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• Theories of Criminal Behavior An Overview Dr. Dawn-Elise Snipes Executive Director, AllCEUs.com
• 2. Psychological Theories (?) of Crime Cognitive theory suggests that an individual’s perception and how it is manifested (Jacoby, 2004) affect his or her potential to commit crime. Good or Bad Attributions of Self and Society Stable or changeable Internal or external Global or specific Definitions: Firmly held concepts that may make a behavior or outcome rewarding or punishing
• 4. Psychological Theories of Crime Neurotransmitters Norepinephrine, which is associated with the body’s fight-or-flight response Dopamine, which plays a role in thinking and learning, motivation, sleep, attention, and feelings of pleasure and reward Serotonin, which impacts many functions, such as sleep, sex drive, anger, aggression, appetite, and metabolism
• 5. Critical Theory The elite of the society, decide laws and the definition of crime Those who commit crimes disagree with the laws that were created to keep control of them. Crime is a product of oppression of workers and less advantaged groups within society, i.e. lower socioeconomic status, sexism and racism.
• 6. Conflict Theory Crime results from the conflicts among the different social classes Laws arise from necessity as a result of conflict, rather than a general consensus. (Drug laws) The fundamental causes of crime are the social and economic forces operating within society. • 7. Conflict Theory Focus is on separating the powerful from the have-nots protecting themselves from crime. In the process, the legal rights of the poor are ignored. The middle class are also co-opted, siding with the elites rather the poor, thinking they might themselves rise to the top by supporting the status quo.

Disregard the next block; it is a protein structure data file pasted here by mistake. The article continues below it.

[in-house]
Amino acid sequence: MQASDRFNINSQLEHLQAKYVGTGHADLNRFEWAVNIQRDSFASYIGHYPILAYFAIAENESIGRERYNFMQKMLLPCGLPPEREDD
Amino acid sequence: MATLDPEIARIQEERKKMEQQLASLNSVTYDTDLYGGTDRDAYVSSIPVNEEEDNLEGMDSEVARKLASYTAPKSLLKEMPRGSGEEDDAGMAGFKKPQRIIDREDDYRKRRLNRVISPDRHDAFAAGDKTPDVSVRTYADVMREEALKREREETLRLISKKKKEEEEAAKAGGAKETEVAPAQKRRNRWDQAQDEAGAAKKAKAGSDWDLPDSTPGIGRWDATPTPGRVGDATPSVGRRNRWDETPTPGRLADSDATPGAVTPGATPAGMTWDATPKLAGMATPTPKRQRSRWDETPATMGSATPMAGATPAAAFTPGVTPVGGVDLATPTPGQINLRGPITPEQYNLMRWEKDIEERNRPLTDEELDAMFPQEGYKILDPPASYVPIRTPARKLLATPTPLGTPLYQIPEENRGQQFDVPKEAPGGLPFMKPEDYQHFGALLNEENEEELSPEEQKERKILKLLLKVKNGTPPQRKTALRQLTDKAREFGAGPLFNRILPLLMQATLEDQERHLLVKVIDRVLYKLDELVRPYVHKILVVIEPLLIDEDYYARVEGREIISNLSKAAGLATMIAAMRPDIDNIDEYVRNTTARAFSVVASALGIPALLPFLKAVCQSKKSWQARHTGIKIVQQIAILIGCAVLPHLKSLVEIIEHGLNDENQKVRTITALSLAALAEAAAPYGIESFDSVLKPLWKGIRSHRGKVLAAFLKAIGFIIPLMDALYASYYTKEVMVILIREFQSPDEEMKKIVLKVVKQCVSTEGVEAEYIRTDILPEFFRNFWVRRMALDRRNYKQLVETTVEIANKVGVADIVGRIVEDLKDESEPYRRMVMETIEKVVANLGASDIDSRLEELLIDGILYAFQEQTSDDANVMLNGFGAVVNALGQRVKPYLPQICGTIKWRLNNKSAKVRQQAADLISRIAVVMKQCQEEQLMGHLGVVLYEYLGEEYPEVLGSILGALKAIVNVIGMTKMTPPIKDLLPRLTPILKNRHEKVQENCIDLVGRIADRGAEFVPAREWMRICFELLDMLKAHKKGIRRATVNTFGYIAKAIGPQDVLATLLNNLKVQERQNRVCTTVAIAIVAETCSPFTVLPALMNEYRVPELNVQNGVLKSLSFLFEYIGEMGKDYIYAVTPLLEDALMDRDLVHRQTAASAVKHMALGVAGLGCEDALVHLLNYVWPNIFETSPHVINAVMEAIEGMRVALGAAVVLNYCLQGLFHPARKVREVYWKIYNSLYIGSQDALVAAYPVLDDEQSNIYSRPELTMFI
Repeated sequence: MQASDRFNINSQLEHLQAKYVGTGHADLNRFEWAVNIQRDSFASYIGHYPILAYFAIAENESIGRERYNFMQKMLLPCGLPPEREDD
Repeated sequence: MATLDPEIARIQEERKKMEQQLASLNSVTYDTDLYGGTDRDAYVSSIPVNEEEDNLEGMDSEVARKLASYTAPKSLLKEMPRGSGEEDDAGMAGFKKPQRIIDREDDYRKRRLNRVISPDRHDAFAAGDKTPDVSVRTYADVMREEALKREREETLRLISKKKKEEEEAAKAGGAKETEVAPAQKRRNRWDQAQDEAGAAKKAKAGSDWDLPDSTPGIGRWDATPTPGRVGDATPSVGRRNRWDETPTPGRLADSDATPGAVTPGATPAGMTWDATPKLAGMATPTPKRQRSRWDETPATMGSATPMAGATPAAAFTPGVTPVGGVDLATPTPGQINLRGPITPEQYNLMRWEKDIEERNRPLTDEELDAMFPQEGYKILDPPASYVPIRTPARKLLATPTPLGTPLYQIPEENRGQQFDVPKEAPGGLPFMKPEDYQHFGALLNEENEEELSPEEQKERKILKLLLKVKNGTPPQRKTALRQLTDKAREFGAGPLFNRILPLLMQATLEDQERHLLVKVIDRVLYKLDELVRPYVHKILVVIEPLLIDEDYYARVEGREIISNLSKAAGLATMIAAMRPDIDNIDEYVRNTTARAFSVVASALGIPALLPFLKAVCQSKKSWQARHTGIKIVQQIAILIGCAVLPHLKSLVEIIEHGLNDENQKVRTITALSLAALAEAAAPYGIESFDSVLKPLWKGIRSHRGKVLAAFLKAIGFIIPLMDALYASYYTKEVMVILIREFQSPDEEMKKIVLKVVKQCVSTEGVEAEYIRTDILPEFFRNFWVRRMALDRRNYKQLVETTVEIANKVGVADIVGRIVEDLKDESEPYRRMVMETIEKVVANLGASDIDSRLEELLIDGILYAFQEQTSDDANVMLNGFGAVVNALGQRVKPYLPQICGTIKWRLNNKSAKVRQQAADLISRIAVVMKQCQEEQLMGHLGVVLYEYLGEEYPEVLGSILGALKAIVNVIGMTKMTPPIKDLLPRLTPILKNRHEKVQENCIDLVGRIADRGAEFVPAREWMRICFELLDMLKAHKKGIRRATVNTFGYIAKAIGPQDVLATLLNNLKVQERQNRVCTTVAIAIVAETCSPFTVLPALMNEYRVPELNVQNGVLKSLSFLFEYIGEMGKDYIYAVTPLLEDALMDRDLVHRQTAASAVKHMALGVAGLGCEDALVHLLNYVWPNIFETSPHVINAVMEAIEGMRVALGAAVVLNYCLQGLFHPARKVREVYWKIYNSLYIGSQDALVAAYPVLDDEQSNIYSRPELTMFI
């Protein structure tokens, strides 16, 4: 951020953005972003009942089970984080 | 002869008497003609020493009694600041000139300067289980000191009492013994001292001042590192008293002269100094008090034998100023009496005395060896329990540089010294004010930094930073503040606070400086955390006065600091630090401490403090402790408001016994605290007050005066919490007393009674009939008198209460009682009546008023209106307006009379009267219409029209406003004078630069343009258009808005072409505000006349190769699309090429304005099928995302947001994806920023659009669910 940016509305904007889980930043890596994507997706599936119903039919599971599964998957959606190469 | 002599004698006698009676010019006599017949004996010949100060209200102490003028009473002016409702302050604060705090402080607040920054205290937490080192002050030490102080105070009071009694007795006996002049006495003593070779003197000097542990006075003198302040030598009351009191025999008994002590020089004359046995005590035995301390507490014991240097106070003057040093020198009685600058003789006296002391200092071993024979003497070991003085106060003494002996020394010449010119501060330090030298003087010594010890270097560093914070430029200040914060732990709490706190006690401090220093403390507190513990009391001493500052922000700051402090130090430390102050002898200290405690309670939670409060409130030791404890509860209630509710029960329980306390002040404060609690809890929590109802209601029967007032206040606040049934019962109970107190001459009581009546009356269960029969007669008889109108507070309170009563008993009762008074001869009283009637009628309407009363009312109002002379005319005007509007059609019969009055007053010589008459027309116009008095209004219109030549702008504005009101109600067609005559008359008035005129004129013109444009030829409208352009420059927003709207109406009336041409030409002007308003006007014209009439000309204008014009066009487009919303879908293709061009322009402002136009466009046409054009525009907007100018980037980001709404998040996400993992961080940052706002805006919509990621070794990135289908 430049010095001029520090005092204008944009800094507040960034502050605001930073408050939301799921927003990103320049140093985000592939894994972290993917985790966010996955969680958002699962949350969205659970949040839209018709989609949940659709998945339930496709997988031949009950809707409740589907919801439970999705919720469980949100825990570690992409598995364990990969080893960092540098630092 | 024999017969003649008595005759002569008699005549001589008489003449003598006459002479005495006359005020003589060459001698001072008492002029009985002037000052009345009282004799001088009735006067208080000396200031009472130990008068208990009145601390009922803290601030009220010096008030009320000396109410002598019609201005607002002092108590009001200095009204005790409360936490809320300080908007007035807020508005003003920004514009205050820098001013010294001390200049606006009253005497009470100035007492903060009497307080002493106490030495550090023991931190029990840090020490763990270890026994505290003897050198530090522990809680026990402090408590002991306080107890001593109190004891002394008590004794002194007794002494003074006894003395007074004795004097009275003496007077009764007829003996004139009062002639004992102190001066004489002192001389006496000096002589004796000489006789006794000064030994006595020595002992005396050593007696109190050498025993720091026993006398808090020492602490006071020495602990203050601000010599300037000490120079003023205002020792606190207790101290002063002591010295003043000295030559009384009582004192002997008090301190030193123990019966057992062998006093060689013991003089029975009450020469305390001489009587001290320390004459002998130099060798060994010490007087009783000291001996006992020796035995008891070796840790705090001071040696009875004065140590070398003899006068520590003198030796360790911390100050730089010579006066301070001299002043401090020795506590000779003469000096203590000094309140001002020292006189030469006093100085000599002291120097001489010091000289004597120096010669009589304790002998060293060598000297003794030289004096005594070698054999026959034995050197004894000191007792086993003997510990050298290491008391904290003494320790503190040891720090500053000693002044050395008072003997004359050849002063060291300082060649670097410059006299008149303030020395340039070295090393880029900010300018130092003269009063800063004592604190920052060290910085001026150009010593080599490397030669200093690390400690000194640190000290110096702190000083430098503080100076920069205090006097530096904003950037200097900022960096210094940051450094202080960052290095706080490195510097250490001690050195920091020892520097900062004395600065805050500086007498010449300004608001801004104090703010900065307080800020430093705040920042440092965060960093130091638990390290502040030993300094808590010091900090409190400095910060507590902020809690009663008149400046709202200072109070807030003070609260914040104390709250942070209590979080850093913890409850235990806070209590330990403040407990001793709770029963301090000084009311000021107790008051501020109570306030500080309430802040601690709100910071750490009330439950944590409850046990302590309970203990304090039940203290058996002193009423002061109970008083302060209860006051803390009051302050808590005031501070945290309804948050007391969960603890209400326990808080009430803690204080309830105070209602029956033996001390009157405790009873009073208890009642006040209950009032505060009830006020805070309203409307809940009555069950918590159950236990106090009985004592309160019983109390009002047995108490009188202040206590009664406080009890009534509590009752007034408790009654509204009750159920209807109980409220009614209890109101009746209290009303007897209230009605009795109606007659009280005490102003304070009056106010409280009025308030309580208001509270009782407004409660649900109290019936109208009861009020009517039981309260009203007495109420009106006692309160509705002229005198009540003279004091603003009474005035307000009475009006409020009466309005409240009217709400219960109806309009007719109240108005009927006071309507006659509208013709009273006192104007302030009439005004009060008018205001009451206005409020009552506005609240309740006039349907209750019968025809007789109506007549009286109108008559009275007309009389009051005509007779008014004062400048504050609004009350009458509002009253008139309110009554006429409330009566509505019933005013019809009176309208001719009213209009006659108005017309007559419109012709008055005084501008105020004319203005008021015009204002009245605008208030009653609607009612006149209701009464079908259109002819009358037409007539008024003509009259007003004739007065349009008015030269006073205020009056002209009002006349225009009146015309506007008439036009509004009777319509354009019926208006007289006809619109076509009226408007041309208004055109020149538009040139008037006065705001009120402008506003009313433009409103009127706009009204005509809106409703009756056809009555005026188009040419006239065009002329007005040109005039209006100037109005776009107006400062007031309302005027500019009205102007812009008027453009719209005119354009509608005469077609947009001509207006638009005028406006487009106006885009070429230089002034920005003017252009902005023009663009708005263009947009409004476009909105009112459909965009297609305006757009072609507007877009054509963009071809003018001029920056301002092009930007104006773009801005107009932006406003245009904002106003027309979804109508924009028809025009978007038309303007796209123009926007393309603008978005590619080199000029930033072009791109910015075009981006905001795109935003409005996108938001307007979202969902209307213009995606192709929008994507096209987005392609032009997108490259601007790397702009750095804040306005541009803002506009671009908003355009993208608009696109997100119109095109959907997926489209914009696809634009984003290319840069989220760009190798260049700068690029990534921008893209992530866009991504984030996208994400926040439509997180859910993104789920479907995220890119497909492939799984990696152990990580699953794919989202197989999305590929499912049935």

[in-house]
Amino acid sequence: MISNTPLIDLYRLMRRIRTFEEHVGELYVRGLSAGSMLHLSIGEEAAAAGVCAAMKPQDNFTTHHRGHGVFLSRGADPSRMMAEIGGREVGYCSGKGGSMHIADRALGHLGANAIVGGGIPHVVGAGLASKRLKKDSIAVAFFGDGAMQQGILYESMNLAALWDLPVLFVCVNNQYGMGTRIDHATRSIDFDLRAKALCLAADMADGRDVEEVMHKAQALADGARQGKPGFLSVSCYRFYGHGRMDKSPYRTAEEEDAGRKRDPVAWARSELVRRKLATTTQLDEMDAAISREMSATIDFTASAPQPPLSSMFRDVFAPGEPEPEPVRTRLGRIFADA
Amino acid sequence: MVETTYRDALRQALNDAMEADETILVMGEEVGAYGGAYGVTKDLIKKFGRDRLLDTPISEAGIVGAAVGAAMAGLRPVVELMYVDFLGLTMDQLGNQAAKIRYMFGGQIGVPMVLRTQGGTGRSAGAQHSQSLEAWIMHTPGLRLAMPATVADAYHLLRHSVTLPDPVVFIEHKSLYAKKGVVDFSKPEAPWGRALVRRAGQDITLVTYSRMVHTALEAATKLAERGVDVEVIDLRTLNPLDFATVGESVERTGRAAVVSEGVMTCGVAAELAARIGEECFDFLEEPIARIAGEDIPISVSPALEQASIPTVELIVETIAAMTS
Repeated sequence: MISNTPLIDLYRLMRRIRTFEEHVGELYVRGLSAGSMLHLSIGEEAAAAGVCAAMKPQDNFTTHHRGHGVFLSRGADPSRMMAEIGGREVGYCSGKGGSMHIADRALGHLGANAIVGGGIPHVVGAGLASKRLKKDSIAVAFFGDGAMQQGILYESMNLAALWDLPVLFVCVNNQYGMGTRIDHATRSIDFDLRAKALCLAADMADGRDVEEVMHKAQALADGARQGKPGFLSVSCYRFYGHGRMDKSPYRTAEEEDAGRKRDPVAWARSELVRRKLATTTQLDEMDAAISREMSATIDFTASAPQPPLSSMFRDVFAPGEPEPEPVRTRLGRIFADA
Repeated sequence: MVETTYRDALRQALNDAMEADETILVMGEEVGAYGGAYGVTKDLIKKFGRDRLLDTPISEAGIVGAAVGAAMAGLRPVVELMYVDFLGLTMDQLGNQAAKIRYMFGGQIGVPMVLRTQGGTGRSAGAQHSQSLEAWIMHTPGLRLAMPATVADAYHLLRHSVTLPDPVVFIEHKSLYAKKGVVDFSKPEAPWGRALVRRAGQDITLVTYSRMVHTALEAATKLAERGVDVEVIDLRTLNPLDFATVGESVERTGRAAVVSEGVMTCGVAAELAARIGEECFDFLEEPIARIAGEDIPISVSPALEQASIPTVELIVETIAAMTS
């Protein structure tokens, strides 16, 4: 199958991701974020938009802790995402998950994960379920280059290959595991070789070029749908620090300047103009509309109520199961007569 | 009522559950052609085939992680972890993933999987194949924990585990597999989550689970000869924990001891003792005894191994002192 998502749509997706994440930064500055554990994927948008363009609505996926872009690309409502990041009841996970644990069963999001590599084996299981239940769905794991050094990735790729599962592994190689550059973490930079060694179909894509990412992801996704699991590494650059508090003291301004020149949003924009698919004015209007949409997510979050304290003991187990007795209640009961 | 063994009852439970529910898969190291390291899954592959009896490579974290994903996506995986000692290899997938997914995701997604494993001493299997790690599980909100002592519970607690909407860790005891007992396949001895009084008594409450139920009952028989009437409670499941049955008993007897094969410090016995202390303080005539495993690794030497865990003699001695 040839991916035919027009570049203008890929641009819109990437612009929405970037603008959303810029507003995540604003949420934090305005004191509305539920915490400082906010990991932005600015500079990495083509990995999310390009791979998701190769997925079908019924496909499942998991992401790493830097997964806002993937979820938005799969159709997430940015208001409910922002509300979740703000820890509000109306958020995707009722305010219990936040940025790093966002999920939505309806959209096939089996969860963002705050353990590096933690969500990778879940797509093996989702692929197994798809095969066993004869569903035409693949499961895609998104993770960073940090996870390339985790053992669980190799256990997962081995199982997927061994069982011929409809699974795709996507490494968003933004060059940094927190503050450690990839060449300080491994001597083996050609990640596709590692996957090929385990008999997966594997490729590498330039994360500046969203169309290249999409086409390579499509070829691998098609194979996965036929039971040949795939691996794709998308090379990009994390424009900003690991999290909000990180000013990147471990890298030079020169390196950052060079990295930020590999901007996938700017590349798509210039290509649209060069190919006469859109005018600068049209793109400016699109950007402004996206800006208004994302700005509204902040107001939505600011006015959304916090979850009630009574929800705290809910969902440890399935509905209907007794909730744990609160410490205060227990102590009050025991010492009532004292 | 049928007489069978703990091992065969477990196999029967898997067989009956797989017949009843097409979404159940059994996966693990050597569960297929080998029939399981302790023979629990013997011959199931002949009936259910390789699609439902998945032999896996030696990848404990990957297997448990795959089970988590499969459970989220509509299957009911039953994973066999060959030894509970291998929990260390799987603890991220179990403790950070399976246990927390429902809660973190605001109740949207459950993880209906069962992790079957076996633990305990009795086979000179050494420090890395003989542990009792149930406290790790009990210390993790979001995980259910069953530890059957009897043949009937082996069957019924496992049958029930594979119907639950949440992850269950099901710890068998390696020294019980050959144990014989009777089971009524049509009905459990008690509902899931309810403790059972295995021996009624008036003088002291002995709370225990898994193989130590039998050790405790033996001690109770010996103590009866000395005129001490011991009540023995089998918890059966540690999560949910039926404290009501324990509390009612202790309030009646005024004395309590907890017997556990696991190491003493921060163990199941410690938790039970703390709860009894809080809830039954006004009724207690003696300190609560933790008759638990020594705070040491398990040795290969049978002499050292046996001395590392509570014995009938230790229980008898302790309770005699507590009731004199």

• 8. Deterrence and Rational Choice Theory Behavior, is NOT determined by biological, psychological, or environmental factors acting on the person, compelling him or her to commit crimes (Cornish & Clarke, 1986; Kubrin et al., 2009).
• 9. Labeling Theory Labeling is an intrinsic feature of all human interaction. A complete picture of crime or deviance can be attained by examining • Offenders and their characteristics • Societal reactions to incidents of rule-breaking
• 12. Self-Control Theory At the heart of criminal events and criminals was one stable construct: low self-control. Self-control is “the tendency of people to avoid criminal acts whatever the circumstances in which they find themselves” Gottfredson and Hirschi (1990) Low self-control is a lack of that tendency. …
• 21. Summary Reducing relapse/recidivism requires both the clinician and the client to understand the benefits and drawbacks to prosocial and criminal behavior. Some of these “benefits” may come in the form of achieving firmly held beliefs and definitions about concepts such as “success,” “loyalty,” and “being a man” Most theories of criminal behavior boil down making the more rewarding choice. Part of reducing recidivism means making the criminal behaviors less rewarding to the person Part of the rehabilitation process may involve …